Sunday, September 10, 2006


Today, we commemorate the fifth anniversary of a vile attack on America. Like most people, I remember what I was doing that day. Like most people, I remember hearing that a plane had crashed into a building, and considered the possibility that it was a deliberate attack. When the second plane crashed, all doubt was gone. We were at war.

I have seen the pictures, but I have never gone to ground zero. I remember hearing about the army of counselors that descended upon the city to help all the people who would never again see their husbands, wives, mothers, or fathers.

It was a particularly vile attack. It wasn't collateral damage from an attack on a military target. They purposely attacked unarmed civilians. They calculated the attack to cause maximum terror and outrage. 'Terrorist' is an apt name for our attackers.

Even if your cause is just, you lose a lot of your humanity and become just like those you despise when you resort to such tactics. They, of course, didn't even have the pretense of a just cause. They say that Allah wants them to do it, but if Allah is anything like the God of the universe that I know and love, they are sadly mistaken. When the suicide bombers head for their final reward expecting their flock of virgins, they are going to bitterly disappointed.

But what has happened during this past five years?

First of all, we started to pull together. I was never prouder of American and what she stands for than right after the 9/11 attacks. We became one in heart and soul and determination.

Alas, as I expected, it didn't last.

Or did it?

Yes, there are many nay-sayers. The liberal news media broadcasts its slant and loudly reports every mistake and mis-move that anyone involved makes -- that is, anyone who is on our side. The atrocities perpetrated by the enemy are reported, but most of them are glossed over.

If you talk to most Americans, they will tell you that they support our troops, pray for them, and thank them for doing their jobs. Some of the loud voices don't agree, but the vast majority of us are solidly behind our country and our fighting men.

Paul tells us that all things work together for the good of those who love God and are called according to his purpose (Romans 8:28)

And so, the "don't resist" doctrine is dead. Hijackers are now aggressively attacked and subdued -- as the shoe bomber found out. The patriotism and love of country is still here -- not the fresh roaring flame that came right after the attack, but the hot and simmering coals that just won't die away with age. Big and small, this attack has brought out the best in some of us, and the worst in others.

To some extent, it has divided us. Or, it seems to have divided us. Actually, what it really did was to highlight the devision that was already there. Those who would placate the attackers, or who hate their own country have always been there. Now, they're easier to see.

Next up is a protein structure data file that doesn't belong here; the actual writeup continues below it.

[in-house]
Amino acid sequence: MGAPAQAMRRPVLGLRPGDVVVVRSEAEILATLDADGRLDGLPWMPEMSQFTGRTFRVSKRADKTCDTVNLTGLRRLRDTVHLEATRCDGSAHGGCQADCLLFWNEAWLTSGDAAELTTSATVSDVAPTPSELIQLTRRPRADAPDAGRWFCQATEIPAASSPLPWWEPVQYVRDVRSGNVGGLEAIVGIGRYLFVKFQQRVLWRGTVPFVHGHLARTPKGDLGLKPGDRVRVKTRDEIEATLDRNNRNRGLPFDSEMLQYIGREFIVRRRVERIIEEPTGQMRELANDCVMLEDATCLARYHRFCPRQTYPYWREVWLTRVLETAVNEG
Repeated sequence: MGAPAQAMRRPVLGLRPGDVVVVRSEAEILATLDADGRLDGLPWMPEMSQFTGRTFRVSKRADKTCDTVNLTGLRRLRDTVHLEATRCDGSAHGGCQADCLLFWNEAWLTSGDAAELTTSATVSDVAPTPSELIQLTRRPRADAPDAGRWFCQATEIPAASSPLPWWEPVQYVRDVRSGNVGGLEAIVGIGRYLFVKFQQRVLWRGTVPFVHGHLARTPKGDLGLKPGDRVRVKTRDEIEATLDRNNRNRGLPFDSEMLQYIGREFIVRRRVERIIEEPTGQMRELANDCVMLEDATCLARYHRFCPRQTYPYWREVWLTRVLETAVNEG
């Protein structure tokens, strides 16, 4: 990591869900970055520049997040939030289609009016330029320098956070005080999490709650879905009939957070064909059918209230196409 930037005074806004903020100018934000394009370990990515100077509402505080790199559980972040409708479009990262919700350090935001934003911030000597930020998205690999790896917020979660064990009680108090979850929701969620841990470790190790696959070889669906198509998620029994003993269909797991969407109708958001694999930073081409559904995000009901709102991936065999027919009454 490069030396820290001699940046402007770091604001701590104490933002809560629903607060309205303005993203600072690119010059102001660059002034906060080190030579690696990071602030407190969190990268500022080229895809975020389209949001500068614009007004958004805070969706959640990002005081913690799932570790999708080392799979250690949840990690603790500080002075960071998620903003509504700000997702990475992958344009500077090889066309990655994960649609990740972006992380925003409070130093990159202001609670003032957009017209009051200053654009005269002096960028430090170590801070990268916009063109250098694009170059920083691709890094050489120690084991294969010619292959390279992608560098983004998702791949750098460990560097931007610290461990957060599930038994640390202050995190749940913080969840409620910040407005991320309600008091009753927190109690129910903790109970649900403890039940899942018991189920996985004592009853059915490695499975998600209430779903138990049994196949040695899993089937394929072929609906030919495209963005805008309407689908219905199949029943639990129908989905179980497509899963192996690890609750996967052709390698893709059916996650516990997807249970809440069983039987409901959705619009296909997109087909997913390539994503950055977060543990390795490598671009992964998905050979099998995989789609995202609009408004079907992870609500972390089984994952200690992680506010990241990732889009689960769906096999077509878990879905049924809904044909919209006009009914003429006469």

The rest of us are pulling together. It's really hard to explain, but it's easy to see. It's a kind of spirit that is here -- a spirit of America that won't be quenched.

Bad has come of this, too. Some liberties have been taken in the name of security. That, however, is minor compared to the fear that is in the hearts of some people.

Is there fear in my heart? No way! Yes, I know that they are likely to strike again. Yes, I know that this is a new danger that didn't much exist back when I was a soldier during the cold war. The fear that existed back then was that someone would push the button, unleashing a nuclear barrage that would wipe out civilization.

Did you ever look up the mortality statistics of 2001? I did. Even if you lived in New York, you were more likely to die in a car wreck than in the attack.

We must never forget that it was an atrocity that needs to be answered, but we must also remember that they didn't do us damage that deserves fear. They tried their best to hurt us, but the attack is well down in the list. If you want to extend your life expectancy, you are better off putting on your seatbelt than staying away from terrorism targets.

So we can despise what they did, but fear is way out of line. We are Americans, not little mice that should tremble in the corner. They gave it their best shot, and we all but wiped out their organization. Those that remain are the ones trembling in fear and hiding like mice.

It is good to remember that as we pray for the families of the fallen, pray for our troops, and pray that the wisdom of God will come upon our people and our leaders.


Anonymous Wendy Gutshall said...

Ray my friend, I stand up and applaud your entry! That was wonderful!!

8:00 PM  
Anonymous Cel said...

Thank you Ray. I so enjoy reading everything you put out on your blog.

4:17 PM  

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